Cognitive Behavior Therapy
Cognitive Behavioral Therapy (CBT) is a goal-oriented, short-term therapy approach to problem solving. CBT, which was developed by Aaron Beck, MD, focuses on the idea that our thoughts influence our mood and behavior. By altering our thoughts, we can change our behaviors and emotions. CBT tends to be short and lasts only about 4-7 months, with one 50-minute session per week. CBT is primarily used to treat anxiety and depression, but has been empirically supported to also work with a variety of other problems. Sessions typically begin with a weekly check-in, followed by setting a session agenda, where the therapist gives summaries as needed. The therapist will then assign the client homework and summarizes the session, giving feedback as needed.
Family Focused Treatment
Family Focused Therapy (FFT) has been empirically tested to treat bipolar disorder, typically with adolescents. FFT focuses on changing the way family members interact, improving how they function as a unit, and improving how they function individually. Several studies have shown that FFT benefits both the family members involved in the treatment, as well as the patient. During sessions, the patient and family members meet with a therapist trained in working with bipolar disorder teaching skills such as psychoeducation, coping skills, behavior management, and communication skills.
Dialectical Behavior Therapy
Dialectical Behavior Therapy (DBT) is an empirically supported form of cognitive therapy developed by Marsha Linehan in the late 1980’s. DBT is primarily used to treat borderline personality disorder, as well as other mental health disorders. DBT focuses on balancing acceptance and change. Being a part of DBT includes the following: several assessment and pre-treatment sessions; weekly individual therapy; weekly group skills training; coaching from therapist in between sessions to help the client generalize the skills they learned; and weekly DBT therapist meetings. In order to participate in a DBT program, all five of these categories must be met. At STAR, we focus on skills training, where we teach mindfulness skills, emotion regulation skills, interpersonal effectiveness skills, and tolerating emotional distress skills. Clients are typically taught one skill per session, and are often assigned diary cards to fill out each day of the week and bring in to session on a weekly basis.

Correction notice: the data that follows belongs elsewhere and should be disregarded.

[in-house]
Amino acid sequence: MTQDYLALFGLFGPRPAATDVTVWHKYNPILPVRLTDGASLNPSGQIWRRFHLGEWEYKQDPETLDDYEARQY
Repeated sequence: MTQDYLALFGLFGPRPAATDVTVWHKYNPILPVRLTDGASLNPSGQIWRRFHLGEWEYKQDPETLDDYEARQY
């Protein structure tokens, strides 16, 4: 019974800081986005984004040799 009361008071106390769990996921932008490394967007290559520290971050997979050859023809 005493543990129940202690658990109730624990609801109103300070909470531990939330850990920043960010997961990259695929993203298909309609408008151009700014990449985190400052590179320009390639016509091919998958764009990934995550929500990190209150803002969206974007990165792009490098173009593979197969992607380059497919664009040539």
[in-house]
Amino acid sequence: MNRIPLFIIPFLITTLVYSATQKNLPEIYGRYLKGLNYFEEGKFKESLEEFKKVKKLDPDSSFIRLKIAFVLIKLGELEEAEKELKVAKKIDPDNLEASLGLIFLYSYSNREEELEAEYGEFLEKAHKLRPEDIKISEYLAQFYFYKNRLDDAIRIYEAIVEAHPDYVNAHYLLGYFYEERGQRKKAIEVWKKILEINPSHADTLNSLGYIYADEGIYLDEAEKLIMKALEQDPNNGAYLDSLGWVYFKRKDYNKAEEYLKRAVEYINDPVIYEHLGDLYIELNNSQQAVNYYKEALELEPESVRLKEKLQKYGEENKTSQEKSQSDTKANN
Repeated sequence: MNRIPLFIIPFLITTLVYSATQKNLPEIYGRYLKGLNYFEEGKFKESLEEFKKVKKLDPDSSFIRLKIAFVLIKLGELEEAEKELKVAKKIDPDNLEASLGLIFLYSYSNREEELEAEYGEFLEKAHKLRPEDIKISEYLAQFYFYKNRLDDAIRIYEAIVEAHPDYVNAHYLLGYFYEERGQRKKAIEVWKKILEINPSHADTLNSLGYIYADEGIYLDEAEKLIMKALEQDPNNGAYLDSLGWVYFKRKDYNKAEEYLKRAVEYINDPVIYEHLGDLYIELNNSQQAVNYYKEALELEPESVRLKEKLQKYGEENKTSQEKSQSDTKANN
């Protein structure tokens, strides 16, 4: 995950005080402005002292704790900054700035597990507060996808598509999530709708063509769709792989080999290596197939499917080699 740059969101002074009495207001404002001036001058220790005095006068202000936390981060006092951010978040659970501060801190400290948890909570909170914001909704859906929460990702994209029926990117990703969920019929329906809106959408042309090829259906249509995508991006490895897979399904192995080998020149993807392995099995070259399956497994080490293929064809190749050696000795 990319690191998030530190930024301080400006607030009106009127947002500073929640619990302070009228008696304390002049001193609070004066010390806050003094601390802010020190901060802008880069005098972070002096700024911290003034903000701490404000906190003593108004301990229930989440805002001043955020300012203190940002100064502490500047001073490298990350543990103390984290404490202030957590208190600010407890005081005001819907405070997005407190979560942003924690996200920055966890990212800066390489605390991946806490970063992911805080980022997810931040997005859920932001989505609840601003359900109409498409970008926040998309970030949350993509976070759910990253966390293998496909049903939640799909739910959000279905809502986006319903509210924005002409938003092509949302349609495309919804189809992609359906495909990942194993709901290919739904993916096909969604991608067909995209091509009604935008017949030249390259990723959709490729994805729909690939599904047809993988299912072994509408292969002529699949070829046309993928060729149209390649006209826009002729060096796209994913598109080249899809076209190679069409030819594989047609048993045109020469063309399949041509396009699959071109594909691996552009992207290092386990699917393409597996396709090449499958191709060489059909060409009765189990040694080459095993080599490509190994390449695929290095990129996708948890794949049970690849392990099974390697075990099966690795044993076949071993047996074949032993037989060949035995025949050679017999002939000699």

Behavioral therapy is focused on helping client’s understand how altering their behavior can also lead to changes in how they feel. The goal of behavioral therapy, which has been empirically tested to treat anxiety disorders, is to change potentially self-destructing behaviors. Behavior therapy seeks to increase chances for positive experiences by self-monitoring, scheduling weekly activities, role-playing, and behavior modification techniques. Psychoeducation, mood scaling, weekly check-ins are often used in a typical weekly session.
Trauma Focused Cognitive Behavioral Therapy
Trauma Focused Cognitive Behavioral Therapy (TF-CBT) is designed to treat posttraumatic stress disorder in children. TF-CBT was initially developed to focus on the trauma of associated with child sexual abuse, domestic violence, and traumatic loss, to name a few. TF-CBT is designed for therapists to provide parallel treatment to children and their parents or guardian, with several conjoint parent-child sessions included. TF-CBT generally lasts between 12-16 sessions, and focuses on the following components: psychoeducation and parenting skills, relaxation skills, affect expression, regulation skills, cognitive coping skills, processing, a trauma narrative, in-vivo exposure when needed, and enhancing safety and future development.
Parent Management Training
Parent management training (PMT) trains parents to manage their children’s behavioral problems both at home and in school. In PMT, parent-child interactions are altered in ways to promote prosocial behavior in children and to decrease oppositional or antisocial behavior. Treatment sessions typically include social learning techniques instruction, where the therapist will provide psychoeducation, models the technique, and coaches the parent on implementing the skill in the home. Parents are also taught how to observe, define, and record their child’s behaviors in order to better understand the problems behaviors. PMT is one of the most extensively studied treatments for children that has been shown to decrease oppositional, aggressive, and antisocial behavior.